Saturn’s moon could harbour alien life: Mimas may have a hidden ocean buried beneath almost 20 miles of ice, study finds

  • Mimas is a small moon with a crater so large it gives appearance of Death Star 
  • Astronomers say it could be hiding an ocean beneath its icy cratered surface 

One of Saturn‘s moons could be hiding an ocean beneath its icy cratered surface which may provide an abode for life, researchers suggest.

Mimas is a small moon but has a crater so large it gives the appearance of the Death Star space station from Star Wars.

Astronomers have long believed it has a solid core because nothing has been observed on the surface of the moon to indicate it has a subsurface ocean.

But a new study – made possible by data from a crashed spacecraft – suggests otherwise.

NASA‘s Cassini, a spacecraft sent to study Saturn, spent two decades in space which included tracking Mimas’ orbit.

Mimas is a small moon but has a crater so large it gives the appearance of the Death Star space station from Star Wars

Mimas is a small moon but has a crater so large it gives the appearance of the Death Star space station from Star Wars 

The spacecraft was destroyed in 2017 when it made a purposeful plunge into Saturn’s atmosphere.

But new analysis of its data indicates that Mimas’ position and orbit is best explained as being influenced by an internal ocean rather than having a solid core.

The researchers, from the Observatoire de Paris, calculate that the ocean lies beneath an icy shell approximately 20-30km deep, is less than 25 million years old and is still evolving.

The discovery, published in the journal Nature, is likely to trigger a ‘thorough examination’ of mid-sized icy moons throughout the Solar System.

In an accompanying comment piece Matija Ćuk, a research scientists at the SETI Institute in California, and Alyssa Rhoden, from the Southwest Research Institute in Colorado, said: ‘The detection of liquid water oceans under the icy surfaces of outer Solar System moons suggests that these moons could provide abodes for life under conditions that differ markedly from those on Earth.

One of Saturn 's moons could be hiding an ocean beneath its icy cratered surface which may provide an abode for life, researchers suggest

One of Saturn ‘s moons could be hiding an ocean beneath its icy cratered surface which may provide an abode for life, researchers suggest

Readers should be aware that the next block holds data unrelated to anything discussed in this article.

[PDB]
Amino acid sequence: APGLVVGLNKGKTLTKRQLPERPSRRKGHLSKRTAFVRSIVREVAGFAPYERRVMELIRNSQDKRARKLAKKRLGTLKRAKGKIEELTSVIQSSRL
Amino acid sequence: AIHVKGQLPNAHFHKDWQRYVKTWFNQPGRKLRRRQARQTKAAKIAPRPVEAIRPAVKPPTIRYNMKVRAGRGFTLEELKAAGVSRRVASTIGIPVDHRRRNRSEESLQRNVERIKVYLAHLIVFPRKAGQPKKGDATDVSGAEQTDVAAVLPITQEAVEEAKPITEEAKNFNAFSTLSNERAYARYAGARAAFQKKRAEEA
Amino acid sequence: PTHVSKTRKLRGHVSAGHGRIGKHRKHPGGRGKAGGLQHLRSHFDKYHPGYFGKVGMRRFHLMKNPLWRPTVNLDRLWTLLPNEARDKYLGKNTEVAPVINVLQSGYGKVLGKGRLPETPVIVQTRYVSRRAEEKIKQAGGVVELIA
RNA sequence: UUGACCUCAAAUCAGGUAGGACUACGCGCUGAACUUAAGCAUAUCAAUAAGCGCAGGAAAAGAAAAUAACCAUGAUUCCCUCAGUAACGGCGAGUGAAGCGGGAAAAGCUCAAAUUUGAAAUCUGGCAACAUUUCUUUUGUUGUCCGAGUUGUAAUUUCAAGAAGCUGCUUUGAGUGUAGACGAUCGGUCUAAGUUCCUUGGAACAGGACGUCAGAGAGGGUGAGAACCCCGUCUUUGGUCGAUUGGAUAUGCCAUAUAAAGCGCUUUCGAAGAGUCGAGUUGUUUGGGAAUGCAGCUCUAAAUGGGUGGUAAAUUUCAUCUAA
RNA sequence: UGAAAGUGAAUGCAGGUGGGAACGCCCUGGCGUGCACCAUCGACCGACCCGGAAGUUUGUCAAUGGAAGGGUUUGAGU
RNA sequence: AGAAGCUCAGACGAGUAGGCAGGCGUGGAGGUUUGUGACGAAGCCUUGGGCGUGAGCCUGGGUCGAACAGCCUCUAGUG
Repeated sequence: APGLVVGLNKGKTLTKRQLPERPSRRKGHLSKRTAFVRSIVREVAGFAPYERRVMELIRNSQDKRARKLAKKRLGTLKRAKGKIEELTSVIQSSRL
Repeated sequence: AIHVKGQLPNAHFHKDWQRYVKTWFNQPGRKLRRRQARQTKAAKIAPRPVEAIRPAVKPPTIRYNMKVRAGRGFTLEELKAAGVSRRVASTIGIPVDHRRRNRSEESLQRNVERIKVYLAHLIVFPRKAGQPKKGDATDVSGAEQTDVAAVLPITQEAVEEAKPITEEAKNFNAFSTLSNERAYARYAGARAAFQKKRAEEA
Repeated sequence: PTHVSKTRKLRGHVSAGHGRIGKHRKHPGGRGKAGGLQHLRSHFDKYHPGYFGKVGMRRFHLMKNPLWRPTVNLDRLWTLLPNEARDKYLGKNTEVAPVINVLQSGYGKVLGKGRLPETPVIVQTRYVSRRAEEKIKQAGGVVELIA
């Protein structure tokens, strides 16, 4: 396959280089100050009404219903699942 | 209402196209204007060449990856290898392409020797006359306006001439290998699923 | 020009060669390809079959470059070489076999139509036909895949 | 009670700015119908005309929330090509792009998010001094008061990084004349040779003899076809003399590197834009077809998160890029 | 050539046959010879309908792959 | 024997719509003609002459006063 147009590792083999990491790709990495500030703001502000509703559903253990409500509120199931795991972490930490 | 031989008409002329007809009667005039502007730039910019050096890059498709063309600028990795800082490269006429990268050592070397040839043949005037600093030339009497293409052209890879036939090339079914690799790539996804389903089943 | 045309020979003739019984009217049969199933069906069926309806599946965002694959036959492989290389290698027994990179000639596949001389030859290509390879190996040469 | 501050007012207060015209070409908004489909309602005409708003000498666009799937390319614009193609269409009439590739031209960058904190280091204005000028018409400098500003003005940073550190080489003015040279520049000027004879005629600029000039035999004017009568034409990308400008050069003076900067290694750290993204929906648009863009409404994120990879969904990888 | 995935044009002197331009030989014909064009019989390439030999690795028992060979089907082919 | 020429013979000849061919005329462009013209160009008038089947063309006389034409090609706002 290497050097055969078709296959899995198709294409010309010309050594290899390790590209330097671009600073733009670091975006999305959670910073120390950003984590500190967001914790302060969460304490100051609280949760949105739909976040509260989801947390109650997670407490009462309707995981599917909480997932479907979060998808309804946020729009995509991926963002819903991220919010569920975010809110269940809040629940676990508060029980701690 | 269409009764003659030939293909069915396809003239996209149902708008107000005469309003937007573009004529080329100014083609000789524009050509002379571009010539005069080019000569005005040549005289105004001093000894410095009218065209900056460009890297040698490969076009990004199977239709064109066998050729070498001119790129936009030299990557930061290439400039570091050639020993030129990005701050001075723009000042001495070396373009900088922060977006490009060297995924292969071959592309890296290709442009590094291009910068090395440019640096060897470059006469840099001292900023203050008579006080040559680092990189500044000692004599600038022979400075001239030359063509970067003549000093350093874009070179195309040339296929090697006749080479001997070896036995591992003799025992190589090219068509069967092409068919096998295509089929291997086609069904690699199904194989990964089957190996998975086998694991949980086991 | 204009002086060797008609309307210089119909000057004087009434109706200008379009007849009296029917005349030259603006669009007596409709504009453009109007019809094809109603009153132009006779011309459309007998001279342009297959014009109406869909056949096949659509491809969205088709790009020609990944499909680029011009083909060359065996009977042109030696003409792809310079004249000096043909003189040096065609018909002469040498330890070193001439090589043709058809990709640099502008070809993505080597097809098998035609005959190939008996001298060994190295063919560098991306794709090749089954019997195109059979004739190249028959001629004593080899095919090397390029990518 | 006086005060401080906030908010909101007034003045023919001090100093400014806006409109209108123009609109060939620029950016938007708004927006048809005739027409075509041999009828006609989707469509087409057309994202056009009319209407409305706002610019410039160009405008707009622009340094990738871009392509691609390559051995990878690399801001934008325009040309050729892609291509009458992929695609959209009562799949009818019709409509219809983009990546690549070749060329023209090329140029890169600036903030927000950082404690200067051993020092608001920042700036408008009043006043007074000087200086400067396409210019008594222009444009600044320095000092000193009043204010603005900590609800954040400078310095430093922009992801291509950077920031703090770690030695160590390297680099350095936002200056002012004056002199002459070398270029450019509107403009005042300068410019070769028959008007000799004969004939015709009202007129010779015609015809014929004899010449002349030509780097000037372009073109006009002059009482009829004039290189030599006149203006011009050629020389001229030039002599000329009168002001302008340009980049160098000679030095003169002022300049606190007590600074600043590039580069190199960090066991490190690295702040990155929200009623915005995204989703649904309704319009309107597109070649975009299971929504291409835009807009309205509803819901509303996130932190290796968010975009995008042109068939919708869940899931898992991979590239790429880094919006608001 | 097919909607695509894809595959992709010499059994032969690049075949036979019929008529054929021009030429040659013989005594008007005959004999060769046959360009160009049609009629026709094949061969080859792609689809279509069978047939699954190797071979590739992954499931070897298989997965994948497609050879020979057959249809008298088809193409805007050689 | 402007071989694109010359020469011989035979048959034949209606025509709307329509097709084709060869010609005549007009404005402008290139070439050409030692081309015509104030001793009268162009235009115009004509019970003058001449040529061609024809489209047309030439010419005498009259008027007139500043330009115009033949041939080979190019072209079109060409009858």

‘There are many implications of Mimas being an ocean world. The idea that relatively small, icy moons can harbour young oceans is inspiring.

‘The findings will motivate a thorough examination of mid-sized icy moons throughout the Solar System.

‘The Solar System will always have surprises in store, and researchers must be open enough to new ideas and unexpected possibilities to recognise them.’

Dr Nick Cooper, honorary research fellow at Queen Mary University of London, said: ‘Mimas is a small moon, only about 400 kilometres in diameter, and its heavily cratered surface gave no hint of the hidden ocean beneath.

‘This discovery adds Mimas to an exclusive club of moons with internal oceans, including Enceladus and Europa, but with a unique difference: its ocean is remarkably young, estimated to be only five to 15 million years old.

‘The existence of a recently formed liquid water ocean makes Mimas a prime candidate for study, for researchers investigating the origin of life.’

SATURN: THE BASICS

Saturn is the sixth planet from the Sun and the second-largest planet in our solar system after Jupiter.

It is regarded as the ‘jewel of the solar system’ with its sunning rings.  

It is not the only planet to have rings but none are as spectacular or as complicated as Saturn’s.

Like Jupiter, Saturn is a massive ball made mostly of hydrogen and helium, with some heavy elements.

Its core stretches out to cover 60 per cent of the radius of the world.

It is similar to the rest of the planet, but made of a ‘slush’ like material of gasses, metallic fluids, rock and ice. 

The farthest planet from Earth discovered by the naked eye, Saturn has been known since ancient times. 

The planet is named for the Roman god of agriculture and wealth, who was also the father of Jupiter. 

While planet Saturn is an unlikely place for living things to take hold, the same is not true of some of its many moons.

Satellites like Enceladus and Titan, home to internal oceans, could possibly support life. 

Facts and figures 

Distance from Sun: 1.434 billion km

Orbital period: 29 years

Surface area: 42.7 billion km²

Radius: 58,232 km

Mass: 5.683 × 10^26 kg (95.16 M⊕)

Length of day: 0d 10h 42m

Moons: 82 with formal designations; innumerable additional moonlets